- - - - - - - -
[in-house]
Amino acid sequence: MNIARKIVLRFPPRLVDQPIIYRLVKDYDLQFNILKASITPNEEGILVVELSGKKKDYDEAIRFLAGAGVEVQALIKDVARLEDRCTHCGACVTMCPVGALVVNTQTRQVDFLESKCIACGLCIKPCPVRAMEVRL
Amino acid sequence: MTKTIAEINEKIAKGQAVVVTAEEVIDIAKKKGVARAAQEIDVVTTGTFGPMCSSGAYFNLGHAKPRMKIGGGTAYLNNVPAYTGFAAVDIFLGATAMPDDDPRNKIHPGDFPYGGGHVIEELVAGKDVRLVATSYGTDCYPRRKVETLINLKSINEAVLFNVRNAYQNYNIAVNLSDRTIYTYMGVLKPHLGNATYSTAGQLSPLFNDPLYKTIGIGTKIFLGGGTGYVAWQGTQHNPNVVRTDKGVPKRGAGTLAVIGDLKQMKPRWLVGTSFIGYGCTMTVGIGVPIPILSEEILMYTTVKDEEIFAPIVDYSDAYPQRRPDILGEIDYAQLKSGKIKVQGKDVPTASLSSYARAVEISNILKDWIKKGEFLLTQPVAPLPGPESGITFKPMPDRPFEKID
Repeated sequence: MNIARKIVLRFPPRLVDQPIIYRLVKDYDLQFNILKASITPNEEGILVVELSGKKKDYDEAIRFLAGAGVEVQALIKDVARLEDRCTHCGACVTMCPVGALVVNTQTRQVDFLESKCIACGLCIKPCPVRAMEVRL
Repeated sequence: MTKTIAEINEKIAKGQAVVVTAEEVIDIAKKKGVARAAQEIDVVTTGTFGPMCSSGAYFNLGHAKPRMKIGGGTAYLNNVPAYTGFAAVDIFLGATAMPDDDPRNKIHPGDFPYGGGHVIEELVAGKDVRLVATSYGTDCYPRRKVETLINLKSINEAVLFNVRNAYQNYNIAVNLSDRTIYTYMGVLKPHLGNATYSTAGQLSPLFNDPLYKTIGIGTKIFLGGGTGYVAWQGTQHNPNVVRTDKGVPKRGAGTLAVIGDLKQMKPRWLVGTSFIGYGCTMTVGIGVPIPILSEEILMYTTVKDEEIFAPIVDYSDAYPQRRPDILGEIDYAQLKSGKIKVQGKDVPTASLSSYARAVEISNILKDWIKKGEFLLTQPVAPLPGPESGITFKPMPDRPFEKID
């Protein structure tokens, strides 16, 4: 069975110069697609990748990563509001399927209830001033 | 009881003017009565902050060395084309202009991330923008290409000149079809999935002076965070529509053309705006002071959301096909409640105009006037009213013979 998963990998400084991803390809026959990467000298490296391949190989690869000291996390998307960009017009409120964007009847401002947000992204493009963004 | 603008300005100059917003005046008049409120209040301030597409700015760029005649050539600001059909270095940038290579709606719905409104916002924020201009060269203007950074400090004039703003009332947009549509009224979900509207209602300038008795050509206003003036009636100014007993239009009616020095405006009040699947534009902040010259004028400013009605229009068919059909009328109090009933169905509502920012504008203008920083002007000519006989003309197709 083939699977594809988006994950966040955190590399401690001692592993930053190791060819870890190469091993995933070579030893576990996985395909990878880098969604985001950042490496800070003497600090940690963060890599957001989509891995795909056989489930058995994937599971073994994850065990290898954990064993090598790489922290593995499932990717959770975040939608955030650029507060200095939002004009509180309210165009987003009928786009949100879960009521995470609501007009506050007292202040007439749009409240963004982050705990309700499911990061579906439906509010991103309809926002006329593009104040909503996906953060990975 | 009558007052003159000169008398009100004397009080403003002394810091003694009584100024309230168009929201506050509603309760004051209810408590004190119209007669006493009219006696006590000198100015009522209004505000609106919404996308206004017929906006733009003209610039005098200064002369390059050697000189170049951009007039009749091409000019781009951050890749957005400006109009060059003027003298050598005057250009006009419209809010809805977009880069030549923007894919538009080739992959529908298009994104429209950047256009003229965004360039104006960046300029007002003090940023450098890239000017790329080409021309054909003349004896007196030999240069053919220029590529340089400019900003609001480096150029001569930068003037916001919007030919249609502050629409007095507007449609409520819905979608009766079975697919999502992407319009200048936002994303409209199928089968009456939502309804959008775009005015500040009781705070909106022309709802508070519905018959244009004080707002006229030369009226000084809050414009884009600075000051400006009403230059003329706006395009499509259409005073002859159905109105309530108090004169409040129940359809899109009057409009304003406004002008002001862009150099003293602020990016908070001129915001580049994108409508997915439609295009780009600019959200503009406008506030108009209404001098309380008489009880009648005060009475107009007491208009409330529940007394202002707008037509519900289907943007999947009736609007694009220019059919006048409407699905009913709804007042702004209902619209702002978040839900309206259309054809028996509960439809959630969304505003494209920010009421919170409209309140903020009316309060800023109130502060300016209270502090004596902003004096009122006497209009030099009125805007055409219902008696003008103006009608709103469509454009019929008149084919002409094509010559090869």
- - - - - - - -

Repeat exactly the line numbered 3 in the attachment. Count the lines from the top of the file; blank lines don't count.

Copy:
Amino acid sequence: MTKTIAEINEKIAKGQAVVVTAEEVIDIAKKKGVARAAQEIDVVTTGTFGPMCSSGAYFNLGHAKPRMKIGGGTAYLNNVPAYTGFAAVDIFLGATAMPDDDPRNKIHPGDFPYGGGHVIEELVAGKDVRLVATSYGTDCYPRRKVETLINLKSINEAVLFNVRNAYQNYNIAVNLSDRTIYTYMGVLKPHLGNATYSTAGQLSPLFNDPLYKTIGIGTKIFLGGGTGYVAWQGTQHNPNVVRTDKGVPKRGAGTLAVIGDLKQMKPRWLVGTSFIGYGCTMTVGIGVPIPILSEEILMYTTVKDEEIFAPIVDYSDAYPQRRPDILGEIDYAQLKSGKIKVQGKDVPTASLSSYARAVEISNILKDWIKKGEFLLTQPVAPLPGPESGITFKPMPDRPFEKID